BlogField Focus Blog

Jun 12 2018

Blog Series: Visiting Professionals Program Women’s Land Rights Network

To strengthen legal and socially recognized land rights for women and foster greater collaboration and shared learning among women’s land rights practitioners, Landesa established the Visiting Professionals Program Women’s Land Rights Network. The network consists of grassroots and civil society advocates, government officials, academics, and researchers committed to strengthening women’s land rights globally by shaping policy reform, changing public perceptions, setting research priorities, and implementing programmatic interventions.

The following blogs, authored by the 2018 Visiting Professionals Program cohort, synthesize some of the work that Landesa’s Visiting Professionals are doing to strengthen women’s land rights around the world.

“Improving women’s land rights beyond access and use brings about agricultural productivity, increased food security that leads to zero hunger, poverty reduction, a healthy society, education for all and the nation’s sustained social and economic development.”

Read “Ensuring Secure Land Tenure for Women Beyond Customary Land Rights in Liberia

By Gmasonah Togba-Aboah


“Women are particularly vulnerable to losing their forestland. Women are playing more and more important roles in forestry development as men migrate to cities, but insecure land rights may affect their interests. Many women do not have a good understanding of their legal rights to forestland.”

Read “Critical Issues in Collective Forestland Tenure Reform in China

By Libin Wang

“According to the 2016 Global Climate Risk Index, Myanmar is the second most vulnerable country of climate change in the world and also has the third-highest annual rate of deforestation. Forests play a major role not only in climate change mitigation but also in reduction of poverty.”

Read “Empowering Women in Forest Governance Contributes to Forest Conservation and Poverty Reduction

By Aye Chan Myae

“Community participation in the decentralization of advocacy is very important for ensuring strong results, but is too often given little or no attention. It is important that we support community level advocacy in order to strengthen the bottom-to-top approach, or we stand to lose the potential that community effort tends to bring to the cause of women’s rights and community development.”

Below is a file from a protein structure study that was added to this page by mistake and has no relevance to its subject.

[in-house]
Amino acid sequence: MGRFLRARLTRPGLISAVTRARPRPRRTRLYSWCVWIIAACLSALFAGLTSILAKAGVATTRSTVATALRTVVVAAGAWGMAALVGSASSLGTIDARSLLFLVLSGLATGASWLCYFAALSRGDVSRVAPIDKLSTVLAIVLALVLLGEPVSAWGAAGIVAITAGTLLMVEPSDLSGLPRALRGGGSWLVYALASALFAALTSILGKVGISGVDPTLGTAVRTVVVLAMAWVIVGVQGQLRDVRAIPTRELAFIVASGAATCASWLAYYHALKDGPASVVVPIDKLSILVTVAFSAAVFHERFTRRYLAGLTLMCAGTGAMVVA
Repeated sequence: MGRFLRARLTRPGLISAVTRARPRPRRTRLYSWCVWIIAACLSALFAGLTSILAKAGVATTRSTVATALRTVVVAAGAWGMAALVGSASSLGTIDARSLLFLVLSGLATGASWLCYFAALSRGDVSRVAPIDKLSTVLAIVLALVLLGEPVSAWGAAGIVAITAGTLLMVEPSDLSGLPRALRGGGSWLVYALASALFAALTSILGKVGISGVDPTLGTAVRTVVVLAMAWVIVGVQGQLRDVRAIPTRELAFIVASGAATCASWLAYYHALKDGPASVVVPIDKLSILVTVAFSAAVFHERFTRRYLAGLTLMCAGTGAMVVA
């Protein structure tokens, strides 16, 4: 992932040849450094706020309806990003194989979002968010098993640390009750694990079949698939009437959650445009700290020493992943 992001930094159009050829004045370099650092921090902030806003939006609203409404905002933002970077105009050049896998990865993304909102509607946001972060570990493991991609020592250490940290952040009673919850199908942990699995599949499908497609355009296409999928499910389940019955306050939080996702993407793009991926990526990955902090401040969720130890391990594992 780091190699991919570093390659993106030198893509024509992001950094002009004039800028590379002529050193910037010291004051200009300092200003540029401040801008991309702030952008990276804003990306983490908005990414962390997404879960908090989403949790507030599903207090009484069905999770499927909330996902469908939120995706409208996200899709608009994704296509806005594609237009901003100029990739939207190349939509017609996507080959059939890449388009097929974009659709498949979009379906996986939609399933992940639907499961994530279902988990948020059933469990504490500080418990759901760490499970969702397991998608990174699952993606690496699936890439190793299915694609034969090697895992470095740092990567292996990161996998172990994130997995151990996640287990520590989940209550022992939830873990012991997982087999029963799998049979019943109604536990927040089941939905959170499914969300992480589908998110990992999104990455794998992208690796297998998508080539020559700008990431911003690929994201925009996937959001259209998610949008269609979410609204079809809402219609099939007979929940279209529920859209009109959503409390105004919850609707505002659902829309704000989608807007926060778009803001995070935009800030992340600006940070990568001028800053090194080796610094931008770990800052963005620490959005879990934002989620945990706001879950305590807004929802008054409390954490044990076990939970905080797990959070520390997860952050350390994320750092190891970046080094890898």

Read “Community Level Advocacy: Creating the Space for Women and Youth

By Julie Weah

“Tanzania plans to be an industrialized country by 2025, and the government’s efforts are currently promoting industrial activities from small to large scale. Special attention is on the increase to agricultural productivity. However, it may be impossible for the government to meet this goal of industrialization, and other commitments like the United Nations Sustainable Development Goals (SDGs), unless women are granted equal inheritance rights alongside men.”

Read “Gender-Responsive Inheritance Laws: A Missing Opportunity for Industrializing Tanzania’s Economy

By Anna Meela

“According to the McKinsey Global Institute, closing the gender gap in the economic realm in India could add at least US $700 billion to the GDP by 2025 – an increase of 18 percent. The potential gains go beyond providing a boost to the national economy and growth rate. Enhancing economic opportunity for women is also critical to reducing feminized poverty, augmenting inclusive growth, and enhancing the welfare of their children.”

Read “Empowering Women Entrepreneurs in India Through Industrial Land Rights

By Kanta Singh

“When the United Nations adopted the 2030 Agenda for Sustainable Development in Sept. 2015, land rights were included in the targets on goals related to poverty, hunger, and gender equality. Getting land rights targets into the 2030 Agenda was a major step forward. Those targets, however, will be of questionable value without a way to measure progress toward the targets. How can governments and the broader global development community move the needle forward on women’s land rights without a gauge — or without agreement on exactly what the gauge was to measure?”

Read “The Gender Equality Leap Forward: Monitoring and Advancing Women’s Land Rights Through the SDGs

By Pranab Choudhury

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